MORRIS, Ill. — At a busy intersection in this small Illinois town, Lynn Vermillion smiles at passing drivers who honk their support for the colorful posters she and friends wave: "Save Our Children. Save their Children. Save ALL the Children."
As the U.S. presidential campaign heated up in recent months, the 57-year-old mother of two and others like her took to city and suburban streets nationwide to join rallies calling for an end to child trafficking.
The "Save the Children" effort emerged earlier this year as a splinter movement from QAnon, the group of internet conspiracy theorists who believe without evidence that President Donald Trump is secretly fighting a supposed network of celebrities and government officials who are running a child trafficking ring.
The movement's rise has complicated the efforts of the humanitarian organization called Save the Children and other nonprofits that work to help the world's needy children.
Vermillion, who works in home health, said she is not a QAnon supporter and tries hard to filter out conspiracy theories that enter her Facebook feed. She said she supports the "Save the Children" movement because she wants to protect children and believes Trump is the only candidate taking the issues of child sex abuse and trafficking seriously.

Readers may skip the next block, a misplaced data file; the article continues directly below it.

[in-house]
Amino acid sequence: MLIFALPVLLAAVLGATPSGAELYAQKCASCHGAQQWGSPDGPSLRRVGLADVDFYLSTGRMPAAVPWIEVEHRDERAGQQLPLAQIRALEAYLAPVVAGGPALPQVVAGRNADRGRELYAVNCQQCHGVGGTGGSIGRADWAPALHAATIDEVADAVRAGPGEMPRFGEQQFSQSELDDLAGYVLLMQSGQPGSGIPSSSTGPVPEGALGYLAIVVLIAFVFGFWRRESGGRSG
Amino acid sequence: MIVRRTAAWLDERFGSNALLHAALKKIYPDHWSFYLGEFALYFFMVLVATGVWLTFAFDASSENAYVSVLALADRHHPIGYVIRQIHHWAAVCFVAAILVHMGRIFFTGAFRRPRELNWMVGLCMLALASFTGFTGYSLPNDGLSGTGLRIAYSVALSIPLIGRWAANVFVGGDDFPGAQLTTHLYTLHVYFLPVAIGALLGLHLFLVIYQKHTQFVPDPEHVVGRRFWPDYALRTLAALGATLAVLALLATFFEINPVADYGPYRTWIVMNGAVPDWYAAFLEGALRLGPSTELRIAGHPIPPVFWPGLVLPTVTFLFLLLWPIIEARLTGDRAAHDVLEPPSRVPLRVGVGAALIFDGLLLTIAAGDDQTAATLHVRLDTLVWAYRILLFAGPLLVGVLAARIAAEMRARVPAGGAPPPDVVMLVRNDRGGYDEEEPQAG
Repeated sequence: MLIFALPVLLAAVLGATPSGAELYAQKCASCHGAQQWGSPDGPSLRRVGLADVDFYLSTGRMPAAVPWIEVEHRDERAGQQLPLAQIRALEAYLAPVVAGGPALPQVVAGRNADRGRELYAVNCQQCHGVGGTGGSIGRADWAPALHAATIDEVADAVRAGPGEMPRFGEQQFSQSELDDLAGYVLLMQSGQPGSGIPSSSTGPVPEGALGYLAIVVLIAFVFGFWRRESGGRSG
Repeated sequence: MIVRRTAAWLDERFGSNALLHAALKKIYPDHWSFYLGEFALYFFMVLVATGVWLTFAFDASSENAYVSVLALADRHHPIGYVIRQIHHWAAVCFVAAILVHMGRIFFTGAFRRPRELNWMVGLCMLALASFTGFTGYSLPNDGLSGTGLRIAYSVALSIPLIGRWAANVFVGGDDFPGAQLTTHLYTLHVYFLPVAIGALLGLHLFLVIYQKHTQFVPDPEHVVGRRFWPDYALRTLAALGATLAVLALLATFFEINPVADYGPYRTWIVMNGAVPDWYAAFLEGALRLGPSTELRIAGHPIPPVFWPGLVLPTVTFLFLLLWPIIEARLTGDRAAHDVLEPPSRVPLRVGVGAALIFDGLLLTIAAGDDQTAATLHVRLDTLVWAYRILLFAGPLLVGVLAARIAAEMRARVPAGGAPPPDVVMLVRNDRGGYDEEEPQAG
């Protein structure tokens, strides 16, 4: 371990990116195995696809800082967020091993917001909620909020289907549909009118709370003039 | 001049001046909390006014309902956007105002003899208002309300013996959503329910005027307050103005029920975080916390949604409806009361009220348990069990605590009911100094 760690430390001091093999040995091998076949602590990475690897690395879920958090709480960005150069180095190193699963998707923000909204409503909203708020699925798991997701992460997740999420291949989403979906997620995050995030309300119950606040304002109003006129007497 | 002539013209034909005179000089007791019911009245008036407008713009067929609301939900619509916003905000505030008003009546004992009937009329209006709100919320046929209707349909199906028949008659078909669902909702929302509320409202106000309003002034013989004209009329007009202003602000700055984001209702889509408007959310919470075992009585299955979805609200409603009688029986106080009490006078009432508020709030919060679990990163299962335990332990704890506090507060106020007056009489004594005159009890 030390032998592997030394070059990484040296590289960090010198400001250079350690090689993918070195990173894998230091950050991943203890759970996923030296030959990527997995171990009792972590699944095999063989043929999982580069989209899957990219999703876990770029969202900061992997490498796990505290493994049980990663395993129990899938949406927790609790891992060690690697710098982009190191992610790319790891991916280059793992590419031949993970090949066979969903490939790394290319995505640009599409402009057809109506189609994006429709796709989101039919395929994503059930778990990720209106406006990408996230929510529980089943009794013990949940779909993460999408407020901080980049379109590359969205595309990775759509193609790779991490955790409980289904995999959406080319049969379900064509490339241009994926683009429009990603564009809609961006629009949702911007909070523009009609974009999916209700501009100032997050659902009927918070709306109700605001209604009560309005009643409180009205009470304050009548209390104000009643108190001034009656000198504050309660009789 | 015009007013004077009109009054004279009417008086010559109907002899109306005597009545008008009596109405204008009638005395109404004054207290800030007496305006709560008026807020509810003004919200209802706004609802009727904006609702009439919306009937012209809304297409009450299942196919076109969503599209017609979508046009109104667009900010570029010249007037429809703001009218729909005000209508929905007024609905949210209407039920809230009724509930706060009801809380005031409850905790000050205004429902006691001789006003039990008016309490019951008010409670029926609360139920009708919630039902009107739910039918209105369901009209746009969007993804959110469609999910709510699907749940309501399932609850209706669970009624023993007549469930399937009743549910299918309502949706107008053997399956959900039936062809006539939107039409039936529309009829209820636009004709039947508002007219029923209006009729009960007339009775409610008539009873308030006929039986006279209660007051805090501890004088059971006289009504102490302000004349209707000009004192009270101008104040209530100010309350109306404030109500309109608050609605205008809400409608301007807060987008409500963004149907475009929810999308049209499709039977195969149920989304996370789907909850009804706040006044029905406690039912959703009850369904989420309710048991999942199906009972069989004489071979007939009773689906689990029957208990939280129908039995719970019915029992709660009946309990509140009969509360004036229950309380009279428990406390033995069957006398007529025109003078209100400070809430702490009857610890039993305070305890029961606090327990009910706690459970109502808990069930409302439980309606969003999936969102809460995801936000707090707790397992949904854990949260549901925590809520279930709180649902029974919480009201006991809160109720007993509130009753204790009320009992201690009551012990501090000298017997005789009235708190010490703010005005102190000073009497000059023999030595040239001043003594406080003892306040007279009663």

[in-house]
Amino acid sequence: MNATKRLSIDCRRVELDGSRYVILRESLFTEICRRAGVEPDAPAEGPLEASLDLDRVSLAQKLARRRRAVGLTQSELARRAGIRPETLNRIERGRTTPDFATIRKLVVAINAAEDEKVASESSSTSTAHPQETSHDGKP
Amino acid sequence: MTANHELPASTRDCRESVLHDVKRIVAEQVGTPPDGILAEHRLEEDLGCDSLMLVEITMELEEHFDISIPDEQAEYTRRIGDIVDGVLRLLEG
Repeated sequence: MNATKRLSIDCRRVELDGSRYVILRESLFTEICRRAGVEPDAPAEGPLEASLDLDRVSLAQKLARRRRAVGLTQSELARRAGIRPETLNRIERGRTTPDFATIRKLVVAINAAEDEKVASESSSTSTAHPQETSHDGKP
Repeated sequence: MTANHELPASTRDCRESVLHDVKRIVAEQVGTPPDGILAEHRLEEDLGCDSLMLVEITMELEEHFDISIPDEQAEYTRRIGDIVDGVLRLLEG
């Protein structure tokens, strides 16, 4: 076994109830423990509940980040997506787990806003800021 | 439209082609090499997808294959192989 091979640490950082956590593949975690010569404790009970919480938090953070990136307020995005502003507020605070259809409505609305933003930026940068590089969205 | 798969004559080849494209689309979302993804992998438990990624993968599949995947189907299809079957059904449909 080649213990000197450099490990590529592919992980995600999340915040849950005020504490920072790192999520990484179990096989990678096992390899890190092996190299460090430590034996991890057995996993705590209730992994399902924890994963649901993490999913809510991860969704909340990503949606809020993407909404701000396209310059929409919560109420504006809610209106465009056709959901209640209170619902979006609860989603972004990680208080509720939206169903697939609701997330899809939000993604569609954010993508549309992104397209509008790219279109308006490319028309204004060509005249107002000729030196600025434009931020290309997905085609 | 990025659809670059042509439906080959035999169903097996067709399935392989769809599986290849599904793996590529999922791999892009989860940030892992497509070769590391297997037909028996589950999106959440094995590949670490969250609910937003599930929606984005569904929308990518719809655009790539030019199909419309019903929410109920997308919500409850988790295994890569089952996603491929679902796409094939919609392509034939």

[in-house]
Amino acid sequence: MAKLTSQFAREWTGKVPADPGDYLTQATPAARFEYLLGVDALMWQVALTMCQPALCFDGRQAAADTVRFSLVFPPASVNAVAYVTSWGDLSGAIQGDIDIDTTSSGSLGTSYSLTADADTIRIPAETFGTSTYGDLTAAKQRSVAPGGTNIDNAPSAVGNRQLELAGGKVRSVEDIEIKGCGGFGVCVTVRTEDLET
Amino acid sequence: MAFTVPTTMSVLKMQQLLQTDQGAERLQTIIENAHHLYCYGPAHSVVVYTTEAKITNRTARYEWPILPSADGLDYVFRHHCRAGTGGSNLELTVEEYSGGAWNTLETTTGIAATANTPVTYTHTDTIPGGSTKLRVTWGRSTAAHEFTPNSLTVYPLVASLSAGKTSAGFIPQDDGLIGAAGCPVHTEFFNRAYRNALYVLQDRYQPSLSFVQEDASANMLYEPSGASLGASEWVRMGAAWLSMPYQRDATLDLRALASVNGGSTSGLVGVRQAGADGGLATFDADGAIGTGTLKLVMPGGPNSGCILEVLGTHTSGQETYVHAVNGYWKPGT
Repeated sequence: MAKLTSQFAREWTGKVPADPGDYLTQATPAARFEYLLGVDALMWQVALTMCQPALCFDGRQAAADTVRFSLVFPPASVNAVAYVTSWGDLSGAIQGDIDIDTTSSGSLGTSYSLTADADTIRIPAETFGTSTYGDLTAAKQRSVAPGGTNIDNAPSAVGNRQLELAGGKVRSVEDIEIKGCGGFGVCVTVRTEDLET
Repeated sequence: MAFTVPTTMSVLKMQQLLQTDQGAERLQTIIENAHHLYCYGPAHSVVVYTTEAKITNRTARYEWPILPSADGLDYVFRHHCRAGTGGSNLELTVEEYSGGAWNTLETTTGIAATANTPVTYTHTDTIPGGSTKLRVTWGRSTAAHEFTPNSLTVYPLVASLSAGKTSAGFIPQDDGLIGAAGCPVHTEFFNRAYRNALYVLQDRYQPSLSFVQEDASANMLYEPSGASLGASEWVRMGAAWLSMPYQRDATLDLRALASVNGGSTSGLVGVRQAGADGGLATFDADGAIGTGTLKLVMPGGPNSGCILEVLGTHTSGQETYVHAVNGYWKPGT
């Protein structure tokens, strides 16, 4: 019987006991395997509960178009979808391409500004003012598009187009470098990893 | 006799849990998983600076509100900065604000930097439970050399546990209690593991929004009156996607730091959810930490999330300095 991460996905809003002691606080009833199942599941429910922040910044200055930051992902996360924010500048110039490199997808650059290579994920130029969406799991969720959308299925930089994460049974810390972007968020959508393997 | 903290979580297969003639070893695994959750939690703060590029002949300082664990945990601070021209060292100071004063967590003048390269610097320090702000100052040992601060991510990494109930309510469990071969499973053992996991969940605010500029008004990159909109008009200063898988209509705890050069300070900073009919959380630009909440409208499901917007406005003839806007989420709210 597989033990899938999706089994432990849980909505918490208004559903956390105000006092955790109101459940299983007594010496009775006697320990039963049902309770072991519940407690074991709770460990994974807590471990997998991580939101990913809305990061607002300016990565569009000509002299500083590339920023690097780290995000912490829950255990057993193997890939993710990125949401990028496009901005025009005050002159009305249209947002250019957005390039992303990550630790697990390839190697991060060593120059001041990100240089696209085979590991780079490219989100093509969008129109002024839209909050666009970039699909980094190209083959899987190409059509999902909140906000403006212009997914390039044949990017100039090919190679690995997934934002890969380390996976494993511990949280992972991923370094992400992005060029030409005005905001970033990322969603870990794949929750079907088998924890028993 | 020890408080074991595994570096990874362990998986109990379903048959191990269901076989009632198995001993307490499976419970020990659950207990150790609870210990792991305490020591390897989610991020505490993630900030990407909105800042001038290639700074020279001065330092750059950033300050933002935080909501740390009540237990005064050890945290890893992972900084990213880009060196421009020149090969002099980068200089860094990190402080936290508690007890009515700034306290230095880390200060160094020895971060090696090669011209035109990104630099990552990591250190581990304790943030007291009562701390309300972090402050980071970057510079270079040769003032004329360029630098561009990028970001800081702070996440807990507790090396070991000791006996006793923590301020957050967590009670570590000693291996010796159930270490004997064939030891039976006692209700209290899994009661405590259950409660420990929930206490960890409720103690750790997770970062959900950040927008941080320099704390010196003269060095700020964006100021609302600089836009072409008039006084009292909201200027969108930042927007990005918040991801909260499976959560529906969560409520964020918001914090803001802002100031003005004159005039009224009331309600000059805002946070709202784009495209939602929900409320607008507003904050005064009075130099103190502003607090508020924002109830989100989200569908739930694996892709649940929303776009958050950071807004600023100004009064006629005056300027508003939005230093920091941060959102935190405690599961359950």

"Why are we finally talking about it? Because we have a president who's talking about it," she said last month during the rally she organized in Morris, a conservative stronghold of about 15,000 people 60 miles (about 100 kilometers) from Chicago.
She promoted her rally on Facebook, as many other women are doing. Some also use the platform to launch private groups where they swap tips, rumors and stories about child trafficking.
Mentions of #SavetheChildren on Twitter began climbing in June and peaked in August when the hashtag was used more than 800,000 times during the first week of that month, according to an analysis by the media intelligence firm Zignal Labs conducted for The Associated Press.
The movement gained popularity as posts about QAnon spiked on Facebook and Instagram this year, prompting millions of likes, shares and comments on the platforms, a separate AP review of public social media posts found.
While Trump has not made "Save the Children" part of his campaign, he has twice publicly praised QAnon's mission. Under his administration, however, federal prosecutors have less aggressively prosecuted child sex trafficking cases.
"I do know they are very much against pedophilia," Trump said during his televised town hall this month, when asked about QAnon. "They fight it very hard."
As the movement's popularity grows, Save the Children — a century-old, London-based humanitarian organization that aided 144 million children worldwide last year with a mission of ensuring kids grow up healthy, educated and safe — found its trademarked name coopted on social media. The charity has repeatedly said it is not associated with the SavetheChildren hashtag used to spread conspiracy theories.
The conspiracies also distort the reality of how people become victims of human trafficking, experts have said.
Washington-based Polaris, the nonprofit group that runs the National Human Trafficking hotline, created a myth-busting resource page on its website focused on debunking some misinformation that surfaced from QAnon after receiving hundreds of calls about human trafficking conspiracy theories over the summer.